COAST-Y supports continued ixekizumab treatment for patients with axSpA
medwireNews: Patients with axial spondyloarthritis (axSpA) who continue treatment with ixekizumab are less likely to experience flares than those who discontinue the interleukin (IL)-17A inhibitor, trial results suggest.
“COAST-Y provides the first randomised withdrawal data in axSpA for an IL-17A antagonist,” and the findings “are important for clinicians when making treatment decisions regarding treatment interruption and optimising long-term management,” say Robert Landewé (Amsterdam Rheumatology and Immunology Center, the Netherlands) and co-investigators.
The phase 3 long-term extension study included 155 patients with ankylosing spondylitis or nonradiographic axSpA who had previously participated in COAST-V, COAST-W, or COAST-X. After a 24-week lead-in period, during which participants received ixekizumab 80 mg every 2 or 4 weeks, those who achieved remission were randomly assigned to continue with the same dose of ixekizumab or switch to placebo. Remission was defined as ASDAS below 1.3 points at week 16 or week 20, and below 2.1 points at both timepoints.
As reported in the Annals of the Rheumatic Diseases, a significantly higher proportion of patients who continued versus discontinued ixekizumab remained free from disease flares at the 40-week follow-up, at rates of 83.3% for both ixekizumab doses versus 54.7% for the placebo arm.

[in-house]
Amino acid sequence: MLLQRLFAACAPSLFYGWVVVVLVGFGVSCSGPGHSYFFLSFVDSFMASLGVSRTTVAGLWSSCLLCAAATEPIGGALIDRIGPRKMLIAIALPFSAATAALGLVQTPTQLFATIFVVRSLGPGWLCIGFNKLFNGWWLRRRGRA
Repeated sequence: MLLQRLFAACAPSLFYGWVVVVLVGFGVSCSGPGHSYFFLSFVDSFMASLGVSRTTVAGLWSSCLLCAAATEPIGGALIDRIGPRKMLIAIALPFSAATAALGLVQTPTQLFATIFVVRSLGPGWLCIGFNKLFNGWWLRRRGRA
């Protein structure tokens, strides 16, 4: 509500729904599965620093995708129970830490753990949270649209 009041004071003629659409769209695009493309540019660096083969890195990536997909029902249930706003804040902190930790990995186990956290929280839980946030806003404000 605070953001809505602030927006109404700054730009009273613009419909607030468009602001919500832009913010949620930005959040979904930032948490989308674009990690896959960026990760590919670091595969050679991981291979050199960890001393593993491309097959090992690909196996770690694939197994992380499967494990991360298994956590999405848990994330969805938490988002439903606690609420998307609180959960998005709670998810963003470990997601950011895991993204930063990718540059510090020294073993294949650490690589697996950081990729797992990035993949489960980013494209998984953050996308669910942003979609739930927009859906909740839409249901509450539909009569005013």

The investigators note that these findings remained consistent when patients with ankylosing spondylitis and nonradiographic axSpA were analyzed separately.
While “these findings suggest that continuous [ixekizumab] treatment is important to maintain long-term disease control for most patients,” the researchers note that “[a] substantial proportion of patients remained flare-free for a prolonged period following [ixekizumab] withdrawal, which may be important in situations where temporary treatment interruption is necessary or preferred.”
They also point out that “most patients who flared were able to recapture disease control with retreatment.” All placebo-treated patients who experienced a flare switched to open-label ixekizumab; 93% of patients with at least 16 weeks of ixekizumab retreatment achieved low disease activity (ASDAS <2.1 points), while 44% achieved inactive disease (ASDAS <1.3 points).
The team also conducted a post-hoc multivariate analysis and identified a number of predictors of flare, including withdrawal of ixekizumab, having a high (≥25.0 kg/m2) or low (<18.5 kg/m2) BMI, and having antidrug antibodies prior to week 24 of COAST-Y.
“Longer-term data from this ongoing study (with up to 80 weeks of randomised withdrawal) will likely provide additional information regarding response to retreatment with [ixekizumab], as well as predictors of flare,” conclude Landewé and team.
medwireNews is an independent medical news service provided by Springer Healthcare Ltd. © 2021 Springer Healthcare Ltd, part of the Springer Nature Group